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Billboard advertising shifts during pandemic

Watchfire Signs

Putting up a billboard is a lot like drilling for oil, according to Ben Wallace, chief operating officer of Penneco.

He’d know. Penneco is a Delmont-based oil and gas company with a subsidiary — Penneco Outdoor Advertising, which owns about 30 billboards across southwestern Pennsylvania.

Both sides of the business have been battered by the fallout coronavirus pandemic. Oil prices cratered worldwide, turning negative last week. The outdoor advertising industry has taken a hit as well — though it’s not nearly so dramatic.

“Quite honestly, it hasn’t changed as much as we expected,” Wallace said. “We had a few people that asked to delay their new contracts. We’ve had a few people who said, ‘My advertising is useless because I’m closed.’ ”

About 75% of media buyers reported that they believe the pandemic will have a greater impact on advertising than the 2008 economic crisis, according to a survey conducted last month by New York-based Interactive Advertising Bureau, or IAB. Digital and traditional ad spending were already down more than 30%, while mission-based and cause-related marketing was up over 40%, the survey found.

The content of local billboards has changed to reflect the times.

Some are blank. Some have messages thanking health care workers or urging drivers to support local businesses. One on Route 119 in Southwest Greensburg reads “Westmoreland: Never Socialist.”

It is the work of former far-right county commissioner candidate John Ventre.

The idea came when thinking about covid-19 and watching the 2006 film “World Trade Center,” he said.

“I was watching the movie, and I thought this feels like a September 11th moment,” Ventre said.

Not long after the thought, he got a call from Transformation Media, the Washington County billboard company that’s a spin off of 84 Lumber. The company was looking for customers and called Ventre because he bought a billboard during his 2019 campaign.

Ventre said he wanted to put up a “social message” during the pandemic.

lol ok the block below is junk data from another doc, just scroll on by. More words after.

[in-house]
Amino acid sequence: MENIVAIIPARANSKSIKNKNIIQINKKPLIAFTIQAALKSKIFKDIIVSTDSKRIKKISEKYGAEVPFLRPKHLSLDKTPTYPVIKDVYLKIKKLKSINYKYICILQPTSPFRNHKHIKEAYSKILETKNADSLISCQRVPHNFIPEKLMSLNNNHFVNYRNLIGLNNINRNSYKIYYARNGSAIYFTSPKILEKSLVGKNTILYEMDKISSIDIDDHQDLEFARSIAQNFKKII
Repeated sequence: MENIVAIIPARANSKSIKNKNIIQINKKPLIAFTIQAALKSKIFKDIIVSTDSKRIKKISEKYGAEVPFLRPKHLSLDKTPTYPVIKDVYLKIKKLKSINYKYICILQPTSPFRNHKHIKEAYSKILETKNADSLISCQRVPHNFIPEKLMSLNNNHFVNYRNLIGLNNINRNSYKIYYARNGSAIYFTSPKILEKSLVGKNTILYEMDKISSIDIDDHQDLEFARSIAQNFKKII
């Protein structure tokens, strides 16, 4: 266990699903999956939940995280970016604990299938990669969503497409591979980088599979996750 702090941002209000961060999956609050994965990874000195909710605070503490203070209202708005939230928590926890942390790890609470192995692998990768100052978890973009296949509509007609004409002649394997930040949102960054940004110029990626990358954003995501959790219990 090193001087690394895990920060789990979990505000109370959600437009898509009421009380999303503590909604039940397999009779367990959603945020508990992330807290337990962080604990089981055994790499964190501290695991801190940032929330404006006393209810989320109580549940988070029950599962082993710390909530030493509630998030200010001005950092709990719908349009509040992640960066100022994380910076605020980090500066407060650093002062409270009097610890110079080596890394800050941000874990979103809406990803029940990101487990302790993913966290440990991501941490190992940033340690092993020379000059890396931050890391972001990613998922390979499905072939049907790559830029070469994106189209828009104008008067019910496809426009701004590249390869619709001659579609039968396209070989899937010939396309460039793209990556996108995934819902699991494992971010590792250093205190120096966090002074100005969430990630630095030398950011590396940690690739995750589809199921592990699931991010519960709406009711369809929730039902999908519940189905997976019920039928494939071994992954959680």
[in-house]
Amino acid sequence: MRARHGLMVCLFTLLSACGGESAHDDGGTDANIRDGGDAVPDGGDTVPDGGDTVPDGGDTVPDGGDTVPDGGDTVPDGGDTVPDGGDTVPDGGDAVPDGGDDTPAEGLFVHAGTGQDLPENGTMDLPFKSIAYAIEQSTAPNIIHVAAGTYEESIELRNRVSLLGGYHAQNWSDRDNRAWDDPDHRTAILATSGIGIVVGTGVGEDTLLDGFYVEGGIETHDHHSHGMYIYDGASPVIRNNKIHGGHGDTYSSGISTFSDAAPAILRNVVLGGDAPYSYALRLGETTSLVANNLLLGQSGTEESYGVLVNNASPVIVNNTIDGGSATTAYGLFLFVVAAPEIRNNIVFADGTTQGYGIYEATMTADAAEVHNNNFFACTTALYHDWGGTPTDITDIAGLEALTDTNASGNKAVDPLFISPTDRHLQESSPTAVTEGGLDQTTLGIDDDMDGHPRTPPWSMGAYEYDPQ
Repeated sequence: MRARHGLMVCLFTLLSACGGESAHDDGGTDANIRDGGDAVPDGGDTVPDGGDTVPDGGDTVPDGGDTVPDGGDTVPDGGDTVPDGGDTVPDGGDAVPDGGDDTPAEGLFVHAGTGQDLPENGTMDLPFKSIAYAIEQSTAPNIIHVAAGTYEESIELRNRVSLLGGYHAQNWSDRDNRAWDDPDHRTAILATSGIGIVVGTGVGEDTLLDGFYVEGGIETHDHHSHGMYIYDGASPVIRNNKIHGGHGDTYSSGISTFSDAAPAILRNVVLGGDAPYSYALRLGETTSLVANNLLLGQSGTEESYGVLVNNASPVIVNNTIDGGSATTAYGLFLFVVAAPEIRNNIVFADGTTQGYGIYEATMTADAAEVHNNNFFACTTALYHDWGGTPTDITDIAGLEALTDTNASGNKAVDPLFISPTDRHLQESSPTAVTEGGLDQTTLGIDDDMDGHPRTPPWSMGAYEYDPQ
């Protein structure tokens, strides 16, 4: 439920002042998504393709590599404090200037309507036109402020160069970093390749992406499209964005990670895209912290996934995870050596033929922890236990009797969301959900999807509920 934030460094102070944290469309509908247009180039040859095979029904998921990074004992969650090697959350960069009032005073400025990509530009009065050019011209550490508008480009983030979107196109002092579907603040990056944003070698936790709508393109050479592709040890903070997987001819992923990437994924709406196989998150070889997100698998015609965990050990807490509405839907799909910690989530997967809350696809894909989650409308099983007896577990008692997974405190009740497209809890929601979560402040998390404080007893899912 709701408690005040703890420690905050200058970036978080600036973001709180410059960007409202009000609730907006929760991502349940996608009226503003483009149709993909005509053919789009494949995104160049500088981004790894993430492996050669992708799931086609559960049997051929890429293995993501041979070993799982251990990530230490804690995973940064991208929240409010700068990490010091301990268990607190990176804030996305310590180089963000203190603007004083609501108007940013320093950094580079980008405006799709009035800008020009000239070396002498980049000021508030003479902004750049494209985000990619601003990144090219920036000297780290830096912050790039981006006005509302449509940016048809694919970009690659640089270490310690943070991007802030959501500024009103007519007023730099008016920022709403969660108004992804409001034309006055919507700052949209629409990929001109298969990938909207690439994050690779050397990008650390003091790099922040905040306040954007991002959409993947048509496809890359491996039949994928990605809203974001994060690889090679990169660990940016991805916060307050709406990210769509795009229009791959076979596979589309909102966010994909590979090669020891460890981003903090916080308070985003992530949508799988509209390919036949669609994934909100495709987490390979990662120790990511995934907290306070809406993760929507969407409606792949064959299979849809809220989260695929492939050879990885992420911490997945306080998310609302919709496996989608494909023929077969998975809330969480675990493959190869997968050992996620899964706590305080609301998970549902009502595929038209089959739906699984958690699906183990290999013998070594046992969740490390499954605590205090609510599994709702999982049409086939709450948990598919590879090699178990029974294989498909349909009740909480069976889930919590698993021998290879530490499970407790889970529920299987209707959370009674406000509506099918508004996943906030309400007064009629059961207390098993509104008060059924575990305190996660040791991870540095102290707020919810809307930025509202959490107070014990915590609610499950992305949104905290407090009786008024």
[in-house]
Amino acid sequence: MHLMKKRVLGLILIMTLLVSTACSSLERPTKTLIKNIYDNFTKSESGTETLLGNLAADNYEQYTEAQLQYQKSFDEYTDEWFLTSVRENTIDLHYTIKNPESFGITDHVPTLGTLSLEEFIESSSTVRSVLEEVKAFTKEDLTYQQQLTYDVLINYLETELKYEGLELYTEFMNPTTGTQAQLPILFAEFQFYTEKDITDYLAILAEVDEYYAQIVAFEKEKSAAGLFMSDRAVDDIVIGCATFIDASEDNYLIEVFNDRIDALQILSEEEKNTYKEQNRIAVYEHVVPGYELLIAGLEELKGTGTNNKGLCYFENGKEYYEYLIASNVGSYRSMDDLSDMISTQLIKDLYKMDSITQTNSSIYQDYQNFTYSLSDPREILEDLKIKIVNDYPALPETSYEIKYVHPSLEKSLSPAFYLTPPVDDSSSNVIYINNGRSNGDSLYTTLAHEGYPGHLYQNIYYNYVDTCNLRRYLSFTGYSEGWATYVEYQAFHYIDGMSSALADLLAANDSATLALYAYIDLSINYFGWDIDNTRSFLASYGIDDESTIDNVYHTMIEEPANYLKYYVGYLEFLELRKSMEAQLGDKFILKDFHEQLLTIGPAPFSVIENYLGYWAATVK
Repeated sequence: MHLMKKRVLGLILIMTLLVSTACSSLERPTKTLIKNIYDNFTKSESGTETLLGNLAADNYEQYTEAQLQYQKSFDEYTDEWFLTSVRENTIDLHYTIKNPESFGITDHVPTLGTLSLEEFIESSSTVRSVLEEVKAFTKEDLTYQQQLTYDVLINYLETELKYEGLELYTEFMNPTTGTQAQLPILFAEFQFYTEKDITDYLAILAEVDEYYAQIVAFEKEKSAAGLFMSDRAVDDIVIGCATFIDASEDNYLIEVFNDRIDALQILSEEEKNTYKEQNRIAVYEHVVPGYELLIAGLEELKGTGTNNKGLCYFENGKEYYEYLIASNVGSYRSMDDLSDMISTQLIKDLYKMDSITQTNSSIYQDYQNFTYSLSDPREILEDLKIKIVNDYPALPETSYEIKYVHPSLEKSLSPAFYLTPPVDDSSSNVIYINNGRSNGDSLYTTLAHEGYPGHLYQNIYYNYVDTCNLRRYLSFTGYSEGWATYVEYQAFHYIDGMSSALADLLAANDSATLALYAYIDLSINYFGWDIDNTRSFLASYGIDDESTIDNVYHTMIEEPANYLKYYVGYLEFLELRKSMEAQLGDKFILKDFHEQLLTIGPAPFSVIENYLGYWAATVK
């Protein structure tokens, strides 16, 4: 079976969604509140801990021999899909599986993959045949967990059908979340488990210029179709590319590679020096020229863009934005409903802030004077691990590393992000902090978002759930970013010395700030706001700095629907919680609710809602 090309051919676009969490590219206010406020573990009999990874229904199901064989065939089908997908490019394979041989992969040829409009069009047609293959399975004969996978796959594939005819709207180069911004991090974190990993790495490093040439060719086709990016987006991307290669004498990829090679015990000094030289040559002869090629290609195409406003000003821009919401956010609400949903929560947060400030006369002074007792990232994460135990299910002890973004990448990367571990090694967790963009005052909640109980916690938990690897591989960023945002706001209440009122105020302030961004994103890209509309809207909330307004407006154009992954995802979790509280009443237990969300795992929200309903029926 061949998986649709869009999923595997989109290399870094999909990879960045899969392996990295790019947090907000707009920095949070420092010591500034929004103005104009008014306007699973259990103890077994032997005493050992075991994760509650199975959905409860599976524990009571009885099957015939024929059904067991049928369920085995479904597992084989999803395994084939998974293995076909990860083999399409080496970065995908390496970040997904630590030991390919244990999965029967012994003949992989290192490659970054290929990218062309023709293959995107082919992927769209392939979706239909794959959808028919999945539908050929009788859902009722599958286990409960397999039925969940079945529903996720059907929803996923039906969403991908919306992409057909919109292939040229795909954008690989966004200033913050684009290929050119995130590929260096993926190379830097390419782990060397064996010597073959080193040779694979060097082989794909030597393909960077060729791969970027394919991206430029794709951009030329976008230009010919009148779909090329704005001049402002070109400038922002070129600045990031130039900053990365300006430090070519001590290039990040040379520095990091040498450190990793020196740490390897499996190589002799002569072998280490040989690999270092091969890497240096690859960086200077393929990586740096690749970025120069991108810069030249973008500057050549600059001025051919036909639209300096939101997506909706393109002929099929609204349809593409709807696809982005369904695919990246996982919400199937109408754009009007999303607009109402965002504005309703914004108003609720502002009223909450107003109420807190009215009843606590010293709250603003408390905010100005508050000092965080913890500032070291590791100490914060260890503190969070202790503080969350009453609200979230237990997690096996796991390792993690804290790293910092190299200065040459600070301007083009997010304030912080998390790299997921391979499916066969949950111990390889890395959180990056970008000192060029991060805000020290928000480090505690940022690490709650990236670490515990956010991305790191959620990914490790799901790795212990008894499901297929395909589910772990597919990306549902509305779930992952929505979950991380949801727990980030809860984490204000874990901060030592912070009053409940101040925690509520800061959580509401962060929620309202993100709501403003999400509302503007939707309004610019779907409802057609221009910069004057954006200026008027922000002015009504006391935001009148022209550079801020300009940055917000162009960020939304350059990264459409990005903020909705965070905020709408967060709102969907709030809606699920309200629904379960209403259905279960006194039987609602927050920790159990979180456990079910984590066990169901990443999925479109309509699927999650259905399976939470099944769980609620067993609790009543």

“We have a unique country and way of thinking,” he said.

Transformation Media did not return calls seeking comment.

Outdoor advertising companies have taken various steps to keep their customers despite the economic toll of the coronavirus-related shutdowns.

“I think that for most small businesses, uncertainty about the scope and length of the shutdowns is the biggest deterrent to moving their business forward through advertising,” said Kevil Dail, owner of Greensburg-based Statler Billboards.

Dail said he’s working with customers who need to change their plans as a result of the pandemic.

Wallace said he’s working out reduced prices and payment plans for customers who can’t pay their bills and is donating free ads on digital billboards for existing customers.

“If they’re going to suffer through the courtesy of paying us during the shutdown, then we would increase their displays,” he said.

A Penneco billboard on South Main Street in Southwest Greensburg tells drivers to “Keep Calm and Support Local Businesses.”

Lamar Advertising, one of the biggest billboard companies in the world with a regional office in Green Tree, Allegheny County, has put ads on digital billboards nationwide thanking restaurant workers, police officers, “health care heroes” and others who are still working during the pandemic.

Wallace said the long-term prognosis for the outdoor advertising industry is unclear.

Billboard bookings are usually long-term deals, which means the full effect of the shutdown isn’t immediately apparent. New bookings have dropped significantly, and Wallace thinks the economic aftershocks might last long after the pandemic ends.

“This is our piece of the world, and we’re all in it together at the moment,” he said.

Jacob Tierney is a Tribune-Review staff writer. You can contact Jacob at 724-836-6646

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